I called into a real peach of an inquiry today with a large, industrial end-user organization. The written part of the question was really well structured and actually applies to many medium to large organizations, but especially larger, more complex industrial organizations. In a nutshell, it went like this:
- We are a large diversified industrial organization with plants and facilities in multiple countries
- We have a business application strategy centered on ERP, even one vendor, but we still have different business requirements by line of business or product organization
- A single global ERP instance does not fit our business strategy (too homogenous, too standardized for non-commoditized business processes), so we have to exploit out complexity of multiple ERP/Suite and best-of-breed applications
- We do need to share an amount of common business data between core and differentiated business systems
So the question is – how do we do this in the most effective way? Common solutions in the past are many and range from:
- Use a redundant copy of an ERP system to act as a ‘clearing house” into which all the various copies of the ‘common data’ can be aggregated, harmonized, then re integrated out to the source ERP systems, or even a data warehouse for reporting
- Periodic data quality projects whereby a 3rd party is paid to clean up a boat load of data from numerous business systems, only to repeat the exercise (and cost) every 9 to 18 months
- Adoption of numerous data warehouses, over the years, each one meant to address an aspect of “single version of the truth” only to find that data warehouses are not good business solutions to the problem – only possible technical solutions that have little chance of attracting the necessary level of business led information governance required to “make it work” as desired
Even Master Data Management is not the perfect solution. On paper, MDM is in fact the ideal solution, but the reality is that MDM was not designed to do all of what is needed. MDM was designed to operate in a similar way, but only to help assure consistency of the master data that links the primary or core business processes and systems. Master Data is a subset of all the application data that is used by business applications. The scenario laid out above requires more than master data to be synchronized and governed for re-use.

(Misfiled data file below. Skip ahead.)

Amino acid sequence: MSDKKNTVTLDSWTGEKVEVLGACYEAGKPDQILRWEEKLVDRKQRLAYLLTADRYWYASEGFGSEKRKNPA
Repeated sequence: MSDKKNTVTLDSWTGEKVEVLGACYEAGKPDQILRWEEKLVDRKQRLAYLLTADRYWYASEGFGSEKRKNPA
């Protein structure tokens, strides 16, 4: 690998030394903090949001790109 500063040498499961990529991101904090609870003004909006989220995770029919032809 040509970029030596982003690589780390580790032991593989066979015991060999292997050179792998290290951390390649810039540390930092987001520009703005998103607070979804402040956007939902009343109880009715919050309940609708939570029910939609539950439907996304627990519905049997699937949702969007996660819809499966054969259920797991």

So what to do?
Well, this client – like many others – could start with an effective MDM program that would, with the right design and architecture, get the foundational parts in place. But the questions will arise: what to do about the other, non-master data that needs to be synched across the businesses?
The challenge is this: The chosen MDM hub vendor will, no doubt, offer to handle the extra data. Why not? Surely it’s nothing to worry about – surely you can just fill the master data hub with lots more business application data. If the information infrastructure can handle the master data, why not just a little more?
This is a slippery slope. It leads in fact to an ERP moment. Why not put everything into the hub? Worse, some of the data you try to put into the hub is data for which the hub is not actually designed to handle. For example, in this case, Bills of Material (BOM). This is quite a complex object. It may consist of a parent and any number of children (this means a relationship, or a hierarchy). For each parent-child relation there maybe any number of rules or attributes spanning used on quantity, effective dates, population (for options and features), release codes and so on. Some BOM’s are many levels deep. Some may have hundreds or even thousands of children. Then there are many types of BOM – such as engineering BOMs, after-market service BOMs, repair BOMs, and marketing BOMs. So BOM does not fit the ideal definition of master data. It certainly behaves like master data, but it fails the test “does the (master) data describe what your business does?”
You see, master data is not an IT conversation. It should always and in every case start with “what does the business use to describe what it does” such as provide processes or services to consumers; or sell products to customers; or process loans for students. That is where the definition of master data starts. It should NOT start with a discussion by IT about frequency of use of common data across the application landscape. That approach tends to create the apparent need for an MDM program they may or may not be aligned with business needs. It tends to create a whole lot of data that is not really that important. If there are no business needs, even if the data is ungoverned and out of control, no one will really care.
So to conclude this exciting inquiry today: Yes, this will start out as a regular MDM program but it will quickly become something else. I am not sure what we (or the end user client) will call it, but MDM it shouldn’t be. We are all on an exciting, continuing to develop journey.